Try them out and see if your language learning productivity rises.
4. Make Mistakes
Mistakes are bad, right? They’re a no no.
But consider this: When toddlers are learning their native languages, we adults find it so cute when they make mistakes. They say “pesghetti” instead of “spaghetti,” they use plural forms incorrectly or go “meow” when they see a dog.
It’s all so cute and harmless.
We patiently correct them until they get it right.
Being adults, for us mistakes have become death sentences. Nobody wants to make them. Everybody wants to avoid the embarrassment of making mistakes. The result? Nobody even tries. For fear of falling, nobody takes the first step. It’s a case of perfectionism being your worst enemy during the learning process.
But the thing is, falling and getting mud on your face is a necessary part of the journey. Mistakes aren’t something to be feared, they’re well-springs of learning.
Benny Lewis, the man behind the Fluent in 3 Months blog—one of the biggest language learning blogs on the Web—talks about the fear of making mistakes as one of the biggest mental blocks that plague adults today. Lewis, who speaks seven different languages, recommends making as many mistakes as possible.
Mistakes = Lessons. If we make plenty of mistakes, it would mean we learn plenty of lessons. By that logic, we should make plenty of mistakes, and fast!
We need to have a healthier attitude towards mistakes. Just as we’ve learned to laugh at kids, language learners shouldn’t be too hard on themselves. Come to think of it, learning a new language is really like being a kid in that language. You’ll mess up the verb conjugations, you’ll forget the translations and you’ll butcher the pronunciations. But guess what? It’s all part of the journey.
The faster we make our peace with this, the faster we’ll learn the language.
5. Grammar Comes Later
Grammar is king!
Or is it?
Isn’t it interesting that the most beloved polyglots of the world don’t even recommend grammar books in the pursuit of languages?
Guys like Donovan Nagel of The Mezzofanti Guild fame considers grammar rules as what fluent speakers use to describe what they already know. As children, before we even sat for our first grammar lesson, we were already fluent with the language. We were already talking to mommy and daddy, asking for all sorts of toys, lying to mommy about how delicious her pie was.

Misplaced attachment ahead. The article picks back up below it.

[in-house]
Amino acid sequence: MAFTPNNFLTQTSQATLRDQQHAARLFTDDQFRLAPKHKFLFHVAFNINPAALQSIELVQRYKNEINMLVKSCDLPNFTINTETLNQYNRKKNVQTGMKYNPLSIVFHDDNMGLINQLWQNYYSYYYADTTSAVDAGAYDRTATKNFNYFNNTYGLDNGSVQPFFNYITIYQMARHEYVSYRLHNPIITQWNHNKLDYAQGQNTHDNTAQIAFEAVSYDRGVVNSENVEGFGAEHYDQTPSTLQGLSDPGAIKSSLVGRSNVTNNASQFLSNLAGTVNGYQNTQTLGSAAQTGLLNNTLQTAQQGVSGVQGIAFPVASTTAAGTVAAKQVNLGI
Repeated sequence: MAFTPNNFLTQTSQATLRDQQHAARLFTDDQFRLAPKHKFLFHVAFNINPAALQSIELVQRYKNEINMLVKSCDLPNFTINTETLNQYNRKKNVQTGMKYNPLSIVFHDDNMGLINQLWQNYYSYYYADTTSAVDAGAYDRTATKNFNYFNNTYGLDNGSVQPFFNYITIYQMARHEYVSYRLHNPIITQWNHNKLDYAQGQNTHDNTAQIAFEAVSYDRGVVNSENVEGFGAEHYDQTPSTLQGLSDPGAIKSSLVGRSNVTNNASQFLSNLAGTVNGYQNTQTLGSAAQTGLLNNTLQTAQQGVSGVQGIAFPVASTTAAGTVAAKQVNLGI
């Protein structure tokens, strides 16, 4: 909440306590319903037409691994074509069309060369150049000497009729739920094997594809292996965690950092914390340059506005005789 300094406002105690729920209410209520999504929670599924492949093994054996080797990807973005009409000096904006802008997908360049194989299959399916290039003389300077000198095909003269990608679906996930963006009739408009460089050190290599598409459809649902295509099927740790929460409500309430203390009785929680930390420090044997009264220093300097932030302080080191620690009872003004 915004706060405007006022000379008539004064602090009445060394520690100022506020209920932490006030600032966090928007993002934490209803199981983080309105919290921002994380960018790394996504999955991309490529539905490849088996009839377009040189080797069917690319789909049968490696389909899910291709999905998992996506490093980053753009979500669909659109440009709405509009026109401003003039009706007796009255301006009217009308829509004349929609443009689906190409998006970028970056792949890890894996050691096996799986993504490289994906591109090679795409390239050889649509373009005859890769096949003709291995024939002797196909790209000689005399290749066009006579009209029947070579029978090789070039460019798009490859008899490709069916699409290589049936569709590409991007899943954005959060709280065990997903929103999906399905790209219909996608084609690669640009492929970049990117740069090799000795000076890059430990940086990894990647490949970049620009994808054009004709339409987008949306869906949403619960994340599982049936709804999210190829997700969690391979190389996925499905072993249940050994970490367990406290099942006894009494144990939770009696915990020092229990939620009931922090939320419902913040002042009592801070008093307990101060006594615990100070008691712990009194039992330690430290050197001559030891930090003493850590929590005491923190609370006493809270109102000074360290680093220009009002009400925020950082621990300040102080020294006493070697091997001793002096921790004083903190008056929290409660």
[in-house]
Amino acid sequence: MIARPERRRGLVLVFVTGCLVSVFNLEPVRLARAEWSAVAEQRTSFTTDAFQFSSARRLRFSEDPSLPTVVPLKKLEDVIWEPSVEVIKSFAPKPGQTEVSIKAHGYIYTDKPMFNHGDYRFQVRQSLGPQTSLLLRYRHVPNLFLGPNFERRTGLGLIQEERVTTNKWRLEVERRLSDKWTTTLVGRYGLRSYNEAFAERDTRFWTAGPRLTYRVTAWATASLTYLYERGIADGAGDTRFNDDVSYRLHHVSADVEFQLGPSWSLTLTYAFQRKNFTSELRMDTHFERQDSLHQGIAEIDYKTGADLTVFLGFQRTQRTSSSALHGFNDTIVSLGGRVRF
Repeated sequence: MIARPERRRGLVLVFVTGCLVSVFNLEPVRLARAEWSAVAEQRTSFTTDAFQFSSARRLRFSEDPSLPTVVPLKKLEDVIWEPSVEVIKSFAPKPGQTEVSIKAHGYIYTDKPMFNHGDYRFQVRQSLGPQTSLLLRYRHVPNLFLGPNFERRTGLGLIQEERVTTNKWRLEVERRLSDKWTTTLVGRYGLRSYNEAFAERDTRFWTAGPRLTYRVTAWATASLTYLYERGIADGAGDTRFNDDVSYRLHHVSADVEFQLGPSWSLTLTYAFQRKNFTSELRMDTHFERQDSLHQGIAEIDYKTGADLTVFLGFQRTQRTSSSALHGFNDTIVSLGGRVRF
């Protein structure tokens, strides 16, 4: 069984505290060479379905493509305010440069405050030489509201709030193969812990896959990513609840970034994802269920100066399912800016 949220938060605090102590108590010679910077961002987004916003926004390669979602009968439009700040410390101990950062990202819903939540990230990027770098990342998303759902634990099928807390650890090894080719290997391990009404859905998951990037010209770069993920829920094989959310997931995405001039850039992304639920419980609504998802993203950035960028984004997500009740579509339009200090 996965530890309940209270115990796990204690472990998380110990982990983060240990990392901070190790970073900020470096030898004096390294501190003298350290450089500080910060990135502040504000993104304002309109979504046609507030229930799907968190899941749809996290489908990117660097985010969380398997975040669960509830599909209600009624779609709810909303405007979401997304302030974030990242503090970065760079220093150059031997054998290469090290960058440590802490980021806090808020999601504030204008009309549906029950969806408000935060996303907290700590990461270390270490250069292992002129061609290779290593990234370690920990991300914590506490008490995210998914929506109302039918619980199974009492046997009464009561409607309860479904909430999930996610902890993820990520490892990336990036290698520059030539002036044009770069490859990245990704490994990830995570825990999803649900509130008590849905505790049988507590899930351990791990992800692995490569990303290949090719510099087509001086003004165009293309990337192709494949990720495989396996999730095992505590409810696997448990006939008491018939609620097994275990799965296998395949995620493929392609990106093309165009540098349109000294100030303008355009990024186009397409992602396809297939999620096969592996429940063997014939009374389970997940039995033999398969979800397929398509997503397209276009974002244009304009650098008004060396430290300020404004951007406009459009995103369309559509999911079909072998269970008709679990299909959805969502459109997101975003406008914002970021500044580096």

Benny Lewis recommends skipping the grammar books to play language games instead.
Ron Gullekson’s site Language Surfer recommends more listening and less grammar drilling in language programs. Luca Lampariello of The Polyglot Dream has this interesting method of learning a language by performing translation exercises.
It’s quite telling that none of them recommend mastering grammar as the key to learning the language. In fact, many of the world’s polyglots didn’t learn language formally. They used all sorts of tricks, hacks and techniques that worked for them. (Meet some of the world’s polyglots in this post.)
Grammar comes much later in the language journey. Listening and comprehension must come first. This sequence is crucial. Many students drop out, check out or give up in a linguistic endeavor because they’ve been overwhelmed by too much grammar too early on.
So believe it or not, for beginners, put down those grammar books. Try immersing yourself in videos, music, games and apps. You’ll learn much better.
For videos, don’t forget to check out FluentU’s amazing collection.
What does this mean for the language learner? It means that not only do you get subtitles for the clips, every word—and I mean every word—in the transcription has its own pop-up entry containing practically everything you need to know about that word. Cool, huh?
So those are the five things you need to do. Fight every temptation to do their opposite and you’ll be on your way to learning that second, even third language.